Before coming to South America, Hayden read some guides on creatures to look out for as a possible deterrent, but it was rudimentary review at best. Since this was Danica’s area of expertise, he would normally defer to her, but he was having serious reservations with her conclusion.

Carlos on the other hand was paralyzed by fear. He knew with all his heart and soul she was right. That and he knew damn well being trapped in a nest with these monsters, for seven days, thirty years shaved away from his mind was not impossible.

The trio had banded together, their flashlight beams piercing skyward into the upper ceiling of the chamber, their converging beams intensifying the glow to reach that much higher.

They could see it.

They could all see it.

Webbing. Sheets of it, long silky blankets of swishing silk draped over the sides, dangling from the middle with elongated white ropes running from edge to edge, crisscrossing and drooping down like tired ghosts too exhausted to scare, unaware just being there was frightening enough.

As Hayden’s scope of vision continued to move from crevice to opening, his blood was getting colder, slowing down like a river freezing in winter temperatures until he finally spoke. “But there are at least a hundred of these things in here. And this is only one small chamber of probably many.” Hayden was still refusing to voice Danica’s assertions aloud as though giving voice to it made it true. Plus he felt he had to argue it, if for no other reason, he was terrified beyond any stretch of the imagination. “Spiders are solitary creatures. They neither live nor hunt in packs.”

Danica gestured about the room. “Think about it. For one, this is obviously a species we’ve never seen. More importantly, remember the lake of boiling water with acidic qualities? They have nowhere to go. If they’ve been here for centuries, likely millennia in my estimates, possibly longer, they would have to adapt to one another. They’d have no choice. Chances are, like the tribe said, feeding on their own young when food was not readily available, but learning to live together if for no other reason than to survive.” She remembered a news article she read once. “A few years back, in Pakistan, flood waters drove millions of spiders into trees where they encased entire foliage’s in ten to fifteen foot balls of webbing filled with spiders. This was where they were forced to reside until the water levels dropped. Make no mistake, if they had to form a hive to exist and survive, they would do it.”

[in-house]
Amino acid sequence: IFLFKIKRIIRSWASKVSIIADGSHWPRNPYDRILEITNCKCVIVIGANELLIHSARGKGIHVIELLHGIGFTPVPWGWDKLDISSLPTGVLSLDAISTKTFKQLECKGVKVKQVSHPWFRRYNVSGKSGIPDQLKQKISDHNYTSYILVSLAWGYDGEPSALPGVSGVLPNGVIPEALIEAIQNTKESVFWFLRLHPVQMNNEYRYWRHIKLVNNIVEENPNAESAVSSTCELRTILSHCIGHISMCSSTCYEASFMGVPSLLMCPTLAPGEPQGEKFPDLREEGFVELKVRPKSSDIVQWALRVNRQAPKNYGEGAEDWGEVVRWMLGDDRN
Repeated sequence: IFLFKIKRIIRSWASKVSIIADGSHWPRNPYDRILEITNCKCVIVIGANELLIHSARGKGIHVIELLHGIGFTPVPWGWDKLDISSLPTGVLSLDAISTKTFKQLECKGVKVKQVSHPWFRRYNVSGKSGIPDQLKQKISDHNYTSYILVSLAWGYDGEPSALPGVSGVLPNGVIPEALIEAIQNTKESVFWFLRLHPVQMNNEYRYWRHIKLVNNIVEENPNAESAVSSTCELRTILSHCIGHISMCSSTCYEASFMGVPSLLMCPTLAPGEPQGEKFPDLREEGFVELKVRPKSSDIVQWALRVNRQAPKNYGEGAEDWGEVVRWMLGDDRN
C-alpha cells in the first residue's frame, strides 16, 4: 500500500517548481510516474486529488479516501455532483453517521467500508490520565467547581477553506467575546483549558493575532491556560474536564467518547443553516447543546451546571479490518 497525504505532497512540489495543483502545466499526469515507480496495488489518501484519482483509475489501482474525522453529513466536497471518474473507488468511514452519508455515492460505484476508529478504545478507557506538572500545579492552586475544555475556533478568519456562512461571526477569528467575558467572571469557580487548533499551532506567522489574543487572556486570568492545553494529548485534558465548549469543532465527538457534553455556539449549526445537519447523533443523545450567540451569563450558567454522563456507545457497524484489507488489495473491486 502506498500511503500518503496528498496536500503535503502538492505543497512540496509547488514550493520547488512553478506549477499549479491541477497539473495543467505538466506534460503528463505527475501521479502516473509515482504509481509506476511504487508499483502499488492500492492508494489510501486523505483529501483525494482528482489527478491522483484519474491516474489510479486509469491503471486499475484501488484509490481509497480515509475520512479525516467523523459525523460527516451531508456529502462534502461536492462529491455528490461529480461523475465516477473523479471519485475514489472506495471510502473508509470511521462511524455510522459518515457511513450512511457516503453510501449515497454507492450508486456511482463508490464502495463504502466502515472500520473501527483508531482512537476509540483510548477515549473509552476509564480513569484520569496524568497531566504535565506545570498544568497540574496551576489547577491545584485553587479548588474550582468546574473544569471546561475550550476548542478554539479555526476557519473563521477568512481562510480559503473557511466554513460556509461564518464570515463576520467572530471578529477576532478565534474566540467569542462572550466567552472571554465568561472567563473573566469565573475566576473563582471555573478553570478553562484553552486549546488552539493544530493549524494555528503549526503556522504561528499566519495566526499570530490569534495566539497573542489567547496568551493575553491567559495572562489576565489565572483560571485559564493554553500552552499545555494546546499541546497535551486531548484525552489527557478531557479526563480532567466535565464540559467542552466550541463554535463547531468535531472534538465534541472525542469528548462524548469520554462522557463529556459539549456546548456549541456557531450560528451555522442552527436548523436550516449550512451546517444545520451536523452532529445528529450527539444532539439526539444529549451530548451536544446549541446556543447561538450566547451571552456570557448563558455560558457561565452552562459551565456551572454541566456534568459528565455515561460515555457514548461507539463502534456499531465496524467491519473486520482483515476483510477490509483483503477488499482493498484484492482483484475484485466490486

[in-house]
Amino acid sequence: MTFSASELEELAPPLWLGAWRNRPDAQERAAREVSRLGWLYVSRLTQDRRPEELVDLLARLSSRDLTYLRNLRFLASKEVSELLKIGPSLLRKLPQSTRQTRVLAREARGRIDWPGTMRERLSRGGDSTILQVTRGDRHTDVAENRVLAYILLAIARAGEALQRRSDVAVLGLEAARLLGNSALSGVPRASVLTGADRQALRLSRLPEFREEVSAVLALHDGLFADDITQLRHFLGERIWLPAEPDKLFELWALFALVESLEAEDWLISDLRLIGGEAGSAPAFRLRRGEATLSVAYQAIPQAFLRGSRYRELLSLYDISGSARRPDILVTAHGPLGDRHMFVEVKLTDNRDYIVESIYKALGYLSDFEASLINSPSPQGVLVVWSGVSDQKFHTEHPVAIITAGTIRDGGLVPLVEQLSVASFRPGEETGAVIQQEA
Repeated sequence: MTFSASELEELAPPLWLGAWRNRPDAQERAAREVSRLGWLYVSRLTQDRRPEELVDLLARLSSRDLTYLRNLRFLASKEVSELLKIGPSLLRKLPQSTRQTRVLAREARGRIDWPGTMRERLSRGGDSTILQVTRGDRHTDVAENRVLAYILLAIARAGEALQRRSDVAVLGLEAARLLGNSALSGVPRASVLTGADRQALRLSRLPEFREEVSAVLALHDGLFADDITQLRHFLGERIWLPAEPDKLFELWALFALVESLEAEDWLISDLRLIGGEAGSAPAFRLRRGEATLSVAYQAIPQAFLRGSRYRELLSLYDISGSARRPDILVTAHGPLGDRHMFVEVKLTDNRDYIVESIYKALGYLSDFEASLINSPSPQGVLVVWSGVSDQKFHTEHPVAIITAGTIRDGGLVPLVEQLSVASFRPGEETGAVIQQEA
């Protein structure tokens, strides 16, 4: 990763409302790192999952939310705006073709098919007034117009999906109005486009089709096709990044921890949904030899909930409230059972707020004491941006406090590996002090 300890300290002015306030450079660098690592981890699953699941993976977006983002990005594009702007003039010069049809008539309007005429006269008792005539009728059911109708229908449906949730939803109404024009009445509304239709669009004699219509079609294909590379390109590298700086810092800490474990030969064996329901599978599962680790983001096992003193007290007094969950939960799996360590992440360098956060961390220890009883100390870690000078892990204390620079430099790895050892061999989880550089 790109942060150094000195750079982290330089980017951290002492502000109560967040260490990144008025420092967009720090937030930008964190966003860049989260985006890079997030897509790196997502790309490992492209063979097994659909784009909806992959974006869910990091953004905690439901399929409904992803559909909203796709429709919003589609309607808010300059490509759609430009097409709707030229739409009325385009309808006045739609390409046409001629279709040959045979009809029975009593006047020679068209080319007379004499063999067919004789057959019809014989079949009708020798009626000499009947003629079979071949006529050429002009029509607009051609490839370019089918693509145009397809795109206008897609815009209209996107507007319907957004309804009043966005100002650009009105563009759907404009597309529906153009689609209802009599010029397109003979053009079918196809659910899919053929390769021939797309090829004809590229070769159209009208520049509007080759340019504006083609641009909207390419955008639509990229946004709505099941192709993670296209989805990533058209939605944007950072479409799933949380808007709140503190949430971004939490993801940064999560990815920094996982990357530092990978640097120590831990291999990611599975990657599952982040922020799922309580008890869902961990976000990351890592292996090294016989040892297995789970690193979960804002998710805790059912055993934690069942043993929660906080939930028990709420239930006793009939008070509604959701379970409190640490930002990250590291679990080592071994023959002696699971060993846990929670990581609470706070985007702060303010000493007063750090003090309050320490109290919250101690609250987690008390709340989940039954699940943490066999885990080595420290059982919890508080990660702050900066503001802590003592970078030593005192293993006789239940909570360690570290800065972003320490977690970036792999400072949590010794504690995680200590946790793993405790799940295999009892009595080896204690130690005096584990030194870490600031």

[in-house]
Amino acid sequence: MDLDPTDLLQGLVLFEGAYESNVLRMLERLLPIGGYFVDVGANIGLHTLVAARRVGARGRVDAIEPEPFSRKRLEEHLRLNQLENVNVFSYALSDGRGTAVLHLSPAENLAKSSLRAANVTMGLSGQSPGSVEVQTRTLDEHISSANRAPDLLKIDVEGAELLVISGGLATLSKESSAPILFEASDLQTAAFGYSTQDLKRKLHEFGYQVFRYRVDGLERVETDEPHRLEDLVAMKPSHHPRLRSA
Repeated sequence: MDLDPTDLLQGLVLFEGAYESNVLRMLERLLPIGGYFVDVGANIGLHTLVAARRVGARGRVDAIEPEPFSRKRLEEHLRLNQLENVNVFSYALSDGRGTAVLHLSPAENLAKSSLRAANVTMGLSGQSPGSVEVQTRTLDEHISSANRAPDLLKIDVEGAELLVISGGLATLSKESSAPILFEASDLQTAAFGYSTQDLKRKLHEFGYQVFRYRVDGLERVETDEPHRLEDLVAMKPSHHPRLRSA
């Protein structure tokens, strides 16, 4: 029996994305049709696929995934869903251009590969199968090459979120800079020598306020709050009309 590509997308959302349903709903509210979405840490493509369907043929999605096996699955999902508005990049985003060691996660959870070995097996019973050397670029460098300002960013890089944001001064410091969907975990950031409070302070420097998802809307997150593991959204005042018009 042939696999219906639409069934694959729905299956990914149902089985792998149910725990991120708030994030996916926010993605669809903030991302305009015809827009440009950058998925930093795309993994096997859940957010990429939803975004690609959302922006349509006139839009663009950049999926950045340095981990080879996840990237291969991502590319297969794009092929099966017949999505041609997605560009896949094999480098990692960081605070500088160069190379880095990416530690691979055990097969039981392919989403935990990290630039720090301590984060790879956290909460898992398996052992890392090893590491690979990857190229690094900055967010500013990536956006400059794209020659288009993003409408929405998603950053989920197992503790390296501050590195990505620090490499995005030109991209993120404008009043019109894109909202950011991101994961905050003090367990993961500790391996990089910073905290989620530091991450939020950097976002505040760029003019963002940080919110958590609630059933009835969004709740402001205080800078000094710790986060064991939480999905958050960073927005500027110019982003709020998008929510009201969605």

Hayden pointed with his hand, trying to keep the light beams away from the eye lines of the creatures, as though now concerned it could wake or stir them from their heavy slumber. “But they’re as big as dogs. Some are bigger. Spiders don’t grow that big!” He was speaking with hope in his tone.

Carlos was trying not to hyperventilate, but he was remembering. It was coming back. Not a lot, but seven days of darkness, legs running all over him, something constantly stabbing at him and being pumped with something both miraculous and horrifying.

Danica interjected. “Remember the Great White Shark. Millions of years ago, there were bigger ones, the Megladon Carcharodon, which based on scientific records, could have been near twenty times the size.”

“I’m not a math whiz, but these things are bigger than fucking ten to twenty times.” Hayden argued, swearing resumed in his language.

Danica snapped. “And what, you have God’s rule book of what can grow big and what can’t?”

Hayden grimaced, not liking when his own arguments were used against him.

Carlos gestured to them both, his face ashen. “Why don’t we take this away from here? I find arguing in a room full of giant sleeping spiders a bit on the nerve racking side.”

At this, they all agreed.

The trio turned in the direction Danica had fallen from and the men had chased her down.

Danica flashed her beam over the wall of four different caves. She stared at the rock floor surface which showed no scuffs, piles of dirt or trail validating which one of the four they had entered through. She looked to Carlos. “I don’t suppose you have a copy of the island’s cave system do you?”

Carlos looked up with a hint of desperation. “Sorry. If there’s a chamber for that, it hasn’t been discovered yet.”

Hayden spat from behind. “Great. Just great.” Followed by, “Fuck!”